Direct further inquiries to: vaforum@jmu.edu.

Proposal Deadline: September 30, 2011.
J. Chris Arndt
James Madison University
MSC 2105
(540) 568-3993
(540) 568-3330
Email: vaforum@jmu.edu.
Visit the website at http://www.virginiaforum.org

Call for Full Papers: Codex issue on "Successful Transitions to Academic Research." Due September 1

Codex: The Journal for the Louisiana Chapter of the Association of College and Research Libraries is seeking article submissions for its theme issue “Successful Transitions to Academic Research”. The focus of our issue is the reporting and evaluation of collaborative efforts between academic and school librarians to teach information literacy skills to traditional college students aged 18-20 years. We encourage evidence-based contributions for improving student engagement and learning, as well as approaches which critique present pedagogical practices. The following types of submissions will be accepted until the closing date of September 1, 2011.

·       Research articles on information literacy (IL) programs and initiatives including both course-integrated instruction and formal IL courses in school and university curricula. Articles should be supported by empirical evidence that demonstrate the value or success of the program/initiative, lessons learned, and an applicable list of best practices.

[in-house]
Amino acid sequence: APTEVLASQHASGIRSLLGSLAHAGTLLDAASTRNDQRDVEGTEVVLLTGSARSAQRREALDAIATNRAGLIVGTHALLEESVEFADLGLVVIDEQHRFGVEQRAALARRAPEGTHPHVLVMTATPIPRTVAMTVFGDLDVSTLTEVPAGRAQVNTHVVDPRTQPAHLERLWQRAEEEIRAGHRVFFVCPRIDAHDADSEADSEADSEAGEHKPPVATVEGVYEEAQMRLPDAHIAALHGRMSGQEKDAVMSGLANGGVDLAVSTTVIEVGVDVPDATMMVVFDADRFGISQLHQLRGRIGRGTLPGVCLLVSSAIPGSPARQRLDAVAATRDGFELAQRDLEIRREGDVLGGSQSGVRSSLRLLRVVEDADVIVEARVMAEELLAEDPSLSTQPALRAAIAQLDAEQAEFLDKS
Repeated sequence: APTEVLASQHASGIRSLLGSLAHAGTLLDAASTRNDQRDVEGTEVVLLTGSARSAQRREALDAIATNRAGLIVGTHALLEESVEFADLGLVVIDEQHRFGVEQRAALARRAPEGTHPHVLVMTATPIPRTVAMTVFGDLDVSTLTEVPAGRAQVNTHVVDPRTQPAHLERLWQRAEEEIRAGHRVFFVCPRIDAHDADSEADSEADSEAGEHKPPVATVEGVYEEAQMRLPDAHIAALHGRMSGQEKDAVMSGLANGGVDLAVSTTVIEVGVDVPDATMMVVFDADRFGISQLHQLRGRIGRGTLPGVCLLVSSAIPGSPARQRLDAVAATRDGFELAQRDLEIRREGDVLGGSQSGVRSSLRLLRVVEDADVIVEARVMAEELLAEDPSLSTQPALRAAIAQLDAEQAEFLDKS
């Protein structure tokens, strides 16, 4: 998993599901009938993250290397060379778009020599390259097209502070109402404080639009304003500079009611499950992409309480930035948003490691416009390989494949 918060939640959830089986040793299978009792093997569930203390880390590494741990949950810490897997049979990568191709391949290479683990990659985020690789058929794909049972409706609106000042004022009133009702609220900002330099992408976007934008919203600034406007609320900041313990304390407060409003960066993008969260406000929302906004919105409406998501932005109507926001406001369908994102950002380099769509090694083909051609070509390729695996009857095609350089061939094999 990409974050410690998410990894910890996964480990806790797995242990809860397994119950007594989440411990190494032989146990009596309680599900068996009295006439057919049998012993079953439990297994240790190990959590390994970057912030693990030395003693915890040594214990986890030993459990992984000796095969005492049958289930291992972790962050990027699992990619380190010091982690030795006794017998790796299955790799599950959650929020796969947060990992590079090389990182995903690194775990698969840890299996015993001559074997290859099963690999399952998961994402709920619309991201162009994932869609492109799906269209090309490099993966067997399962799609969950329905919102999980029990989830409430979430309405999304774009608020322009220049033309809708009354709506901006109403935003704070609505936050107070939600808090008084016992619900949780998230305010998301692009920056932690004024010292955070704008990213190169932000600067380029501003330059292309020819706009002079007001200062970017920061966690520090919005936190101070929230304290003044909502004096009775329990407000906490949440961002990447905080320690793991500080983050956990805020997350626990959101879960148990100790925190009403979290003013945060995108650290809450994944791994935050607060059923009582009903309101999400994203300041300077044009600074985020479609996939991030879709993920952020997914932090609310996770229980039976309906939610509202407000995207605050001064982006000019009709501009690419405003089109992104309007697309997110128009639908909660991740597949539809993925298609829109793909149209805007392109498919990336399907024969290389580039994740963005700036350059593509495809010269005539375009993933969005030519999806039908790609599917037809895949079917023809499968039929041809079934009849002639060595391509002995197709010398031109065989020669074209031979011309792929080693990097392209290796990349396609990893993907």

·       Articles that examine the current state of IL pedagogy using applicable theories from literary studies, library and information science, anthropology, sociology or philosophy.
·       Interviews with practitioners in the field, including high school and college level teachers, librarians, and LIS faculty.
·       Essay and opinion pieces on the state of IL and its future, especially in consideration of mobile technologies and changing notions of literacy

NOTE: All submissions should be double-spaced using 12-point Times New Roman (or another simple font), and use the Chicago Manual of Style, 15th or 16th edition.

Submissions are due by September 1st 2011.

Please send all inquiries to the guest editor of this issue, Michael Matthews, at matthewsm@nsula.edu<mailto:matthewsm@nsula.edu>.

All inquiries, especially discussions of content and style, are warmly encouraged.

Call for Proposals: LITA Programs for the 2012 Annual ALA meeting. Due August 5

The LITA Program Planning Committee is now accepting proposals for the 2012 Annual American Library Association Conference.  We're looking for full day pre-conferences, and half day and two hour conference presentations on use of, new ideas for, and technology trends in libraries. Think about the technology success or failure you're recently had, or the topic you think we haven't had covered and put together a proposal. 

When/Where is the Conference?
2012 Annual Conference, Anaheim, CA: June 21–26, 2012

What kind of topics are we looking for?